The following is a translated version of a news item I came across in Rheinische Post, to which I subscribe online. In the light of some comments and discussions we have been having here famously, I thought this news article merits a reproduction (in full as is normal the courtesy to be adhered to when one reproduces something) to show what we are not doing in our own backyard.
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Düsseldorf (dto). “We only want to play!“ is the title of the 22nd N(orth) R(hine) W(estphalian) Children’s and Youth Theatre Seminar that is happening this Saturday (Apr 29) in Düsseldorf. The future of youth would be thematised in the form of several seminars, theatre performances, and discussions. The campaign is supported by Artistic Director Sönke Wortmann and the Junior Soccer Team of Fortuna Düsseldorf.
Theatre artists across the entire NRW are currently experimenting with the Language, Presentation, and Aesthetics in the area of contemporary theatre for children and youth. The proposed project revolves around a sensory Culinary Experience of the stage, movement in public space, the “aimless idling in an empty space”, fairy tales, Biblical stories and societal changes. Three public seminars with their focal points on the themes “Economising of Living Conditions,” “Attitudes of Generations” and “Images of Cultural Hostility” are the crux of this Lab about the Future.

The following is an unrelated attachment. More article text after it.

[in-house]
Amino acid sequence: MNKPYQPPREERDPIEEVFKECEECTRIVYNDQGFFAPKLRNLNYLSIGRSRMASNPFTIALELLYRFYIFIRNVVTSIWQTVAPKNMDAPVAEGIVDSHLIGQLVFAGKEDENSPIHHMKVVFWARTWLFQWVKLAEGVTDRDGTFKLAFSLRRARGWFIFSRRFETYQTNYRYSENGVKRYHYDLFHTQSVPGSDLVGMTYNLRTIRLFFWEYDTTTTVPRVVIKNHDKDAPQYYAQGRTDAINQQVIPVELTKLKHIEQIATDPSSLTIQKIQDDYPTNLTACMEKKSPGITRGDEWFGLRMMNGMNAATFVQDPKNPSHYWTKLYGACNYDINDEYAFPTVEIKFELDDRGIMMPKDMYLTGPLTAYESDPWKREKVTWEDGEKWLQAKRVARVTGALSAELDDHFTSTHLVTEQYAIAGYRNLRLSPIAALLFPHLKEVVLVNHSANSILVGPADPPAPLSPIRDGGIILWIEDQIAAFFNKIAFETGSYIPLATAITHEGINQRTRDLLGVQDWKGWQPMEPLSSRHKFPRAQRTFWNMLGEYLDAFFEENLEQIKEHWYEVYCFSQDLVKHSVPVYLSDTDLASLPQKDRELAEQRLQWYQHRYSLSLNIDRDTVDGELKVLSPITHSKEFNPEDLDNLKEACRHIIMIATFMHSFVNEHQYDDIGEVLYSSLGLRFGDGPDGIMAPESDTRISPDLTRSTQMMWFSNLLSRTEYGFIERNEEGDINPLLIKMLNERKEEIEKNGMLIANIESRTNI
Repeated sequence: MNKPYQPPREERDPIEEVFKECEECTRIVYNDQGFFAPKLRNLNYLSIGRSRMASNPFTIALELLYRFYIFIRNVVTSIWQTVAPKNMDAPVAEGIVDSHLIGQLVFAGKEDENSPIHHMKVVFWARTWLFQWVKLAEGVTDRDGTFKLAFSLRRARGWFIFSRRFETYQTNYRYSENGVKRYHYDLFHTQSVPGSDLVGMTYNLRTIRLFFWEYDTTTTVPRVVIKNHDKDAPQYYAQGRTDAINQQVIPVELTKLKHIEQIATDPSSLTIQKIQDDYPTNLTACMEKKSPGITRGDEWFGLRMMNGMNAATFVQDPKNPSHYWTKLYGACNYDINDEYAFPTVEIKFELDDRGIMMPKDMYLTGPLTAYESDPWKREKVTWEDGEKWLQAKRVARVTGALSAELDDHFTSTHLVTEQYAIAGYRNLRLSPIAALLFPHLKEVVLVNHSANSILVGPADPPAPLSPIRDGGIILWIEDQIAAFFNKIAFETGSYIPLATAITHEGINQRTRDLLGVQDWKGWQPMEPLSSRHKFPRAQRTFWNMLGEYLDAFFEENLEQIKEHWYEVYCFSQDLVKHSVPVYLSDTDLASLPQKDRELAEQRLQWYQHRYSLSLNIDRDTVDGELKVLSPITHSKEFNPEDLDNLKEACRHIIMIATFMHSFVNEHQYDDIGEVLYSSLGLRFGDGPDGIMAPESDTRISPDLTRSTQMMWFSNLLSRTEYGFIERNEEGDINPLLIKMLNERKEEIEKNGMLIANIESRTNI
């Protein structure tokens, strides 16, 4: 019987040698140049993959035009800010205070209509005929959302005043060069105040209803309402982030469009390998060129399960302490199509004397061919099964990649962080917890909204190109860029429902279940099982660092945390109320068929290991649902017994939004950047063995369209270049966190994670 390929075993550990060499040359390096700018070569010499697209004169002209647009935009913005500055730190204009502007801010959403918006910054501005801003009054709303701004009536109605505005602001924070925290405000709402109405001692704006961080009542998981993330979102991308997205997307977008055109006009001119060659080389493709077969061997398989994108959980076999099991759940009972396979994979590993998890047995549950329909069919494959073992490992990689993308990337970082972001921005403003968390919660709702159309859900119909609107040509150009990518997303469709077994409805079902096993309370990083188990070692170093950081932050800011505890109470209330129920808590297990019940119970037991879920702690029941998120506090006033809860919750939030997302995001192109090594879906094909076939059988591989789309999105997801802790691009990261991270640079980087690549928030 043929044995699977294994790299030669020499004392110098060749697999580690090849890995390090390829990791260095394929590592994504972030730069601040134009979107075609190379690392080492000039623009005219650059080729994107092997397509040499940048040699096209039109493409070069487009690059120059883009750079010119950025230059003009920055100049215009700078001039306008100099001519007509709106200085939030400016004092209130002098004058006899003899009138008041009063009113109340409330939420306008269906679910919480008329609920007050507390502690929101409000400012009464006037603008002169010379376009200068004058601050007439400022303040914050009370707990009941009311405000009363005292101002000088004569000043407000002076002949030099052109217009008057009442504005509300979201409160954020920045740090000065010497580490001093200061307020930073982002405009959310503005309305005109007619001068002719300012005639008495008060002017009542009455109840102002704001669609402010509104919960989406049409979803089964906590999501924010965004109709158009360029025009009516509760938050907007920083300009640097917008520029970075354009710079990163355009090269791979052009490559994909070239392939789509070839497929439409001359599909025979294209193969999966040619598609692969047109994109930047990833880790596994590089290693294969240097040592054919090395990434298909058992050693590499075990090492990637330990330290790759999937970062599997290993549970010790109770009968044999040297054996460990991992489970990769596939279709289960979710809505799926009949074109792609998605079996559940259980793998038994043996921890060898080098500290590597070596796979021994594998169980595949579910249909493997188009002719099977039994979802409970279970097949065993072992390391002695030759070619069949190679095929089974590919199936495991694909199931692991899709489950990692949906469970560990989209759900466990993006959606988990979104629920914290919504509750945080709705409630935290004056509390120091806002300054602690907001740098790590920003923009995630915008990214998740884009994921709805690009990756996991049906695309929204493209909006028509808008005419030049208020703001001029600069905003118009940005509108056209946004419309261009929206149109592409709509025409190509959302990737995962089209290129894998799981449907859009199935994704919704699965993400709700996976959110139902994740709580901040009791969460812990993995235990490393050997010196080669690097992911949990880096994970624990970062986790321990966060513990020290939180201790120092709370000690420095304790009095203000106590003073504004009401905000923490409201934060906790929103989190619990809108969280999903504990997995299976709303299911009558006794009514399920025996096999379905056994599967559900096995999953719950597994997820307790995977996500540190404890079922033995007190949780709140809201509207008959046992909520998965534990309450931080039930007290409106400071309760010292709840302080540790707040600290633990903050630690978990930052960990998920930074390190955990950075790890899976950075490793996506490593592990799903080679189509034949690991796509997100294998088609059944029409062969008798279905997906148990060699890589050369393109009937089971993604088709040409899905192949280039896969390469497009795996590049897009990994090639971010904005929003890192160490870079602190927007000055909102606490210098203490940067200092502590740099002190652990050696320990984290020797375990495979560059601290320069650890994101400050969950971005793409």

The official festive opening takes place in Düsseldorf on Sunday (Apr 30). The key figures of attraction include the main patron of this event Hans-Heinrich Grosse-Brockhoff, Heinz Winterwerber (Mayor of Düsseldorf), Wolfgang Schneider (President of the International Union for Children’s and Youth Theatre), Artistic Director Sönke Wortmann, Theatre author Lutz Hübner, Felicitas Loewe (Chief Dramaturge of the Theater Junge Generation [Theatre of the Young Generation] in Dresden) and Film director Rolf Losansky; the high point would be the appearance of the Youth Soccer Team of Fortuna Düsseldorf.
On the opening night on April 30, the currently running theatre production “The Last Show” would be performed. The musical play deals with Performance Pressure and the cult of Beauty Obsession, and is aimed at 14+ age group. In the following five days, there would be further performances at Datteln, Bonn, Cologne, Essen, Moers, Hagen, Gelsenkirchen, Bad Münstereifel und Oberhausen.
On the last day of the seminar, May 5, all the projects at the Lab for Future would be brought before public as open performances at the Children’s and Youth Theatre space. In every room and corner these artistic experiments would be exhibited. The audience would be able to go through the entire theatre house and meet finally at the main auditorium. The 22nd N(orth) R(hine) W(estphalian) Children’s and Youth Theatre Seminar would eventually conclude with a prize distribution.
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What is happening in Chennai in theatre in general is: people are doing too much arbitrary performance work and unnecessarily putting pressure on each other by raising the commercial stakes. One might say that we need to be really extra-sensory with sponsors. This is my take. From “beggars for sponsorship” days we have just progressed to “glorified beggars for sponsorship.” By pushing ourselves unnecessarily into packaging and project proposals and statistics and presentations of power-points in cds and laptops, we are moving theatre into an unrequired area of management culture.
I am not speaking thus because am lazy or cannot meet up with the corporates and produce an hour of their own jargonizing… but because we are artists… people who can do what they cannot… people who bring relaxation and refreshment and rejuvenation to their workaholic lives. We must not seek them, they must seek us. If we commercialize art too much to the level of consumerism, the moneyed people would take (and have already started taking) advantage of our position.